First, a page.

Gateway to Himalayan Art introduces visitors to the main forms, concepts, and meanings of Himalayan art represented in our collection. A large multimedia map orients the visitors and highlights cultural regions of a diverse Himalayan cultural sphere that includes parts of present day India, China, Nepal, Bhutan, and Mongolia. Visitors are invited to explore exemplary objects from the Museum’s collection, organized and presented in thematic sections: Figures and Symbols, Materials and Techniques, and Purpose and Function.
The exhibition employs a concise and informative approach to convey the principal notions inherent in the rich traditions of Himalayan art to first-time visitors and specialists alike. In addition to sculptures and paintings, objects such as a stupa, prayer wheel, and ritual implements demonstrate that their patrons sought the accumulation of merit and hoped for wealth, long life, and spiritual gains, all to be fulfilled through the ritual use of these objects and commissioning works of art.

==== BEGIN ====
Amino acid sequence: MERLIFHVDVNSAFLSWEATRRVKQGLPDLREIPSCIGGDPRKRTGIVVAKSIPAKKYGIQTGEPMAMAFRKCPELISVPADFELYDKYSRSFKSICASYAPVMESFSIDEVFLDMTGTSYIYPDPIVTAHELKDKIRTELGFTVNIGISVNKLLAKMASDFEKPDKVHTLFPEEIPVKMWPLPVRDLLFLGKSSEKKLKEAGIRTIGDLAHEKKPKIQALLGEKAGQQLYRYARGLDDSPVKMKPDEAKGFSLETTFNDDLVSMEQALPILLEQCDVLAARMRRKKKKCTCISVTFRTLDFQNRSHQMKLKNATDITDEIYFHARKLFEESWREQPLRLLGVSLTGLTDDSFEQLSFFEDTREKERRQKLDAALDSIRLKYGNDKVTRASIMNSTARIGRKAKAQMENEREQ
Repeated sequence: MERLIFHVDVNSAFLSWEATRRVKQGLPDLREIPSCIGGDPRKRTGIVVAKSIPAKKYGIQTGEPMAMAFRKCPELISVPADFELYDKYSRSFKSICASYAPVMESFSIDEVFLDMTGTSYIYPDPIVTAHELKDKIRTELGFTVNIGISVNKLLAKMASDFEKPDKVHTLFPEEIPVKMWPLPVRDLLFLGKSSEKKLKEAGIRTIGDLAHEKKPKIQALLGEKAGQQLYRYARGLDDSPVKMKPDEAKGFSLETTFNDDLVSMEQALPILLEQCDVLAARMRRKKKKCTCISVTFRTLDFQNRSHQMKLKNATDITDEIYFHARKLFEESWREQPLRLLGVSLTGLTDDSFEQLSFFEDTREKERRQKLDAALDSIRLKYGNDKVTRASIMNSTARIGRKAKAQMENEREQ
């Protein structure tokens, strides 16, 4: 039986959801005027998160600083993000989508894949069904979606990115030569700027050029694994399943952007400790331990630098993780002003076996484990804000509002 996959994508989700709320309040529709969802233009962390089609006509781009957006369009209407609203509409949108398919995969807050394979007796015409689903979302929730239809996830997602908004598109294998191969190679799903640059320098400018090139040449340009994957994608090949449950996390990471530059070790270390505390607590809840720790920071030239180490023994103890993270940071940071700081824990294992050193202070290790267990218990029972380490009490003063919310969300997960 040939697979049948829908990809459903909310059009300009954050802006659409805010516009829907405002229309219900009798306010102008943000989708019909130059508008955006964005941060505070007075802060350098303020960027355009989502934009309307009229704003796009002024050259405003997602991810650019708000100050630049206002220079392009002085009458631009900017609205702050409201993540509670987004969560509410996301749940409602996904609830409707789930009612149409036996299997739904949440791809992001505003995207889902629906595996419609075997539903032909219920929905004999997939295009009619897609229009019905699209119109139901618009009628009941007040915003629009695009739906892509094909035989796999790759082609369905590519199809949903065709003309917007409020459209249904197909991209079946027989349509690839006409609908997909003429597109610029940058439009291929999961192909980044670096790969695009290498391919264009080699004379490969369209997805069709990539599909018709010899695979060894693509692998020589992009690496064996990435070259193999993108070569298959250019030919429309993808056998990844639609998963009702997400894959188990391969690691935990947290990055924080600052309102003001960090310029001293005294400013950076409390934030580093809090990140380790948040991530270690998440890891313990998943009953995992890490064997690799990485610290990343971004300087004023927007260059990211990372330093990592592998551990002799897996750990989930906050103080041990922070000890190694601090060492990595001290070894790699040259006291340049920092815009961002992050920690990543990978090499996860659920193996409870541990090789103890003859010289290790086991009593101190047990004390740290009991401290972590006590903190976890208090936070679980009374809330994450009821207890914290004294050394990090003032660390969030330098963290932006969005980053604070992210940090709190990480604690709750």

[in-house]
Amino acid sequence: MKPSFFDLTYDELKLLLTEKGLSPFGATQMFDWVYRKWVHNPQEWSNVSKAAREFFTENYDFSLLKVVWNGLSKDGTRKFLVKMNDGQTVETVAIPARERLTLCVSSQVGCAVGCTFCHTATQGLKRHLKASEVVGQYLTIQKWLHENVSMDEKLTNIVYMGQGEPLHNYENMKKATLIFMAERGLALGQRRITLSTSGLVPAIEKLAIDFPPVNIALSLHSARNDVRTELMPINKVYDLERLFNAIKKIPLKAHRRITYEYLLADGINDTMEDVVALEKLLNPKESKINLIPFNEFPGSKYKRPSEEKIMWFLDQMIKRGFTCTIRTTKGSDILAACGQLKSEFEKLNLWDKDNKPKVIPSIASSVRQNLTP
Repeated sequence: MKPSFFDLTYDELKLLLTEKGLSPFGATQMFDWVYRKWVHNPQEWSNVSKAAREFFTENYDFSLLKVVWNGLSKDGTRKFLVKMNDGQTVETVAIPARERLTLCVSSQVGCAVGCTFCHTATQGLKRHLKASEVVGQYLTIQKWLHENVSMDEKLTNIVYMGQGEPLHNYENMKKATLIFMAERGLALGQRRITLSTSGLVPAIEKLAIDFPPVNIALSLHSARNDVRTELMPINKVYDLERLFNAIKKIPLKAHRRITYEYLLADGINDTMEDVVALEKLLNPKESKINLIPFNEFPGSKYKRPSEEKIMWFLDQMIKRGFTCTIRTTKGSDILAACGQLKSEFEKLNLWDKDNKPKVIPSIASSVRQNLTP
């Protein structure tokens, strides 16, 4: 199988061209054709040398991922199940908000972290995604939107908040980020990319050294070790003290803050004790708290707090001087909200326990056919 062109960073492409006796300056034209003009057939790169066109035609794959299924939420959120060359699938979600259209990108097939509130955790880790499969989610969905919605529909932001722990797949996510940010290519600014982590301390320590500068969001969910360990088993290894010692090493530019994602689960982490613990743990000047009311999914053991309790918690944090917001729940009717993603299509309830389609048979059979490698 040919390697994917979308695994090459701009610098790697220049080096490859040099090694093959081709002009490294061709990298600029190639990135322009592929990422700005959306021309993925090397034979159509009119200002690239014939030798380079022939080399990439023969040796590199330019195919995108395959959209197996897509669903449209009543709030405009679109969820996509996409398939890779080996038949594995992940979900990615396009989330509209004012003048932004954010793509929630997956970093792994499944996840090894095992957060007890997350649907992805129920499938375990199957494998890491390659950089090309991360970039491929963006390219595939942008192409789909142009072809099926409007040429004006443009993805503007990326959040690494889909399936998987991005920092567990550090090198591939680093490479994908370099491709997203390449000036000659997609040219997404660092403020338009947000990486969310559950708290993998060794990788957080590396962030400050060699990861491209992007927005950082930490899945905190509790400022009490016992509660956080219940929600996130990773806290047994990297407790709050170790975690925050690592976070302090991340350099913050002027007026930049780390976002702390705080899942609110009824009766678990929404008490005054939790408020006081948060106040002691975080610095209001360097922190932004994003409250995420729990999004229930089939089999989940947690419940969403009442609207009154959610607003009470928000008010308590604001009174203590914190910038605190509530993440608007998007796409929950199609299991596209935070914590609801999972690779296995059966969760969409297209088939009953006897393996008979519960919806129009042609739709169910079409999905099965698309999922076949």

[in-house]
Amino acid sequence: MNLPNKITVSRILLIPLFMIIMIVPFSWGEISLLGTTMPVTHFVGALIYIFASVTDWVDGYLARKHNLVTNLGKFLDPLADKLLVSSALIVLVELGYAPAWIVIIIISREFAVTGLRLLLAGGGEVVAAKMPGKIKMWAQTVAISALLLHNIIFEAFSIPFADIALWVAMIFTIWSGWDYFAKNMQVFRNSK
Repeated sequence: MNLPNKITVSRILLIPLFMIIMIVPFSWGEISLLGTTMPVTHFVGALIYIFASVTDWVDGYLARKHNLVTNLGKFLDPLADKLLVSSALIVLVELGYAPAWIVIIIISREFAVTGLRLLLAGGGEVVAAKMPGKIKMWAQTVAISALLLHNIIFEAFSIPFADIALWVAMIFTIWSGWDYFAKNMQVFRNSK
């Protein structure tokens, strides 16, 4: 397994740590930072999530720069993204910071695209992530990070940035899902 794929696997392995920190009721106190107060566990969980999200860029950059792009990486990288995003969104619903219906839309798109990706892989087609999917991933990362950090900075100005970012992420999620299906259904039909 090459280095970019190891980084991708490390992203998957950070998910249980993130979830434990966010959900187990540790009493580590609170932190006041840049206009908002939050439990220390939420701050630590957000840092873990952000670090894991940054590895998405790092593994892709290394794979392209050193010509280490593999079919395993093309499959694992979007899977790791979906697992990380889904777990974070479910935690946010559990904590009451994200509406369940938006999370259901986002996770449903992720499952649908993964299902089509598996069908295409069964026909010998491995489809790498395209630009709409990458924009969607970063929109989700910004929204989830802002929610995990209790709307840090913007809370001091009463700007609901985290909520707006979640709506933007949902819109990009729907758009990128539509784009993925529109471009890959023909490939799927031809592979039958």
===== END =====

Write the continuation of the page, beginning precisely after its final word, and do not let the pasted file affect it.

Among the featured installations are a display that explains the process of Nepalese lost-wax metal casting and a presentation of the stages of Tibetan hanging scroll painting (thangka). Visitors will also encounter life-size reproductions of murals from Tibet’s Lukhang Temple, photographed by Thomas Laird and Clint Clemens.
As a whole the exhibition provides visitors with tools for understanding the artistic traditions presented throughout the museum, including a Looking Guide, a take away brochure and an audio guide.
Curated by Elena Pakhoutova
This exhibition is supported, in part, by contributors to the 2016 Exhibitions Fund.
Image Credit: Green Tara Protectress from Eight Fears ; Tibet; 19th century; Pigments on Cloth; Rubin Museum of Art; Gift of Shelley and Donald Rubin; C2012.4.7 (HAR 53406)
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